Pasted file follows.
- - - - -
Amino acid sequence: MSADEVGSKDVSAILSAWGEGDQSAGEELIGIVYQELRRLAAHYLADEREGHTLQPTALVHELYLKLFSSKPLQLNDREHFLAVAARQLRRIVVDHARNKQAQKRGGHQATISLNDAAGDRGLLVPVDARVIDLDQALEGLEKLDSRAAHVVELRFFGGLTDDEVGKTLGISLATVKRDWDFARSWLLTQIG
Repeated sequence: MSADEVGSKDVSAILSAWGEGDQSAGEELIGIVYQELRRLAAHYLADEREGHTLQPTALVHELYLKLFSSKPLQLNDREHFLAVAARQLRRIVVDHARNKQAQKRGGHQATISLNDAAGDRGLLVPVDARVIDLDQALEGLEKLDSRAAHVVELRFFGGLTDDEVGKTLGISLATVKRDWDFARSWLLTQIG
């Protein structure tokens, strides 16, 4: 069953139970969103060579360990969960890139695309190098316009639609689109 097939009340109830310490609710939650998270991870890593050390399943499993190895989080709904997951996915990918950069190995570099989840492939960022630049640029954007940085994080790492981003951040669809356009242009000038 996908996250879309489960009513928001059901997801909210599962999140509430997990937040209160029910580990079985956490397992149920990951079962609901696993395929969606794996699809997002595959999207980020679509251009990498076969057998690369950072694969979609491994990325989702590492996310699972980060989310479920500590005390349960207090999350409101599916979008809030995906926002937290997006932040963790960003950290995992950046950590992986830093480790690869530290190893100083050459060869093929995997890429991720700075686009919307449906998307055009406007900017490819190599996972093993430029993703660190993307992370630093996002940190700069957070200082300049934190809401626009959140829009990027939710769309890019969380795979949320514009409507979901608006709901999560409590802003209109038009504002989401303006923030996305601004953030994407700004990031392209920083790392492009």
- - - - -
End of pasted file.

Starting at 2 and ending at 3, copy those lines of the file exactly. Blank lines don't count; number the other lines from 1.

Repeated sequence: MSADEVGSKDVSAILSAWGEGDQSAGEELIGIVYQELRRLAAHYLADEREGHTLQPTALVHELYLKLFSSKPLQLNDREHFLAVAARQLRRIVVDHARNKQAQKRGGHQATISLNDAAGDRGLLVPVDARVIDLDQALEGLEKLDSRAAHVVELRFFGGLTDDEVGKTLGISLATVKRDWDFARSWLLTQIG
């Protein structure tokens, strides 16, 4: 069953139970969103060579360990969960890139695309190098316009639609689109 097939009340109830310490609710939650998270991870890593050390399943499993190895989080709904997951996915990918950069190995570099989840492939960022630049640029954007940085994080790492981003951040669809356009242009000038 996908996250879309489960009513928001059901997801909210599962999140509430997990937040209160029910580990079985956490397992149920990951079962609901696993395929969606794996699809997002595959999207980020679509251009990498076969057998690369950072694969979609491994990325989702590492996310699972980060989310479920500590005390349960207090999350409101599916979008809030995906926002937290997006932040963790960003950290995992950046950590992986830093480790690869530290190893100083050459060869093929995997890429991720700075686009919307449906998307055009406007900017490819190599996972093993430029993703660190993307992370630093996002940190700069957070200082300049934190809401626009959140829009990027939710769309890019969380795979949320514009409507979901608006709901999560409590802003209109038009504002989401303006923030996305601004953030994407700004990031392209920083790392492009």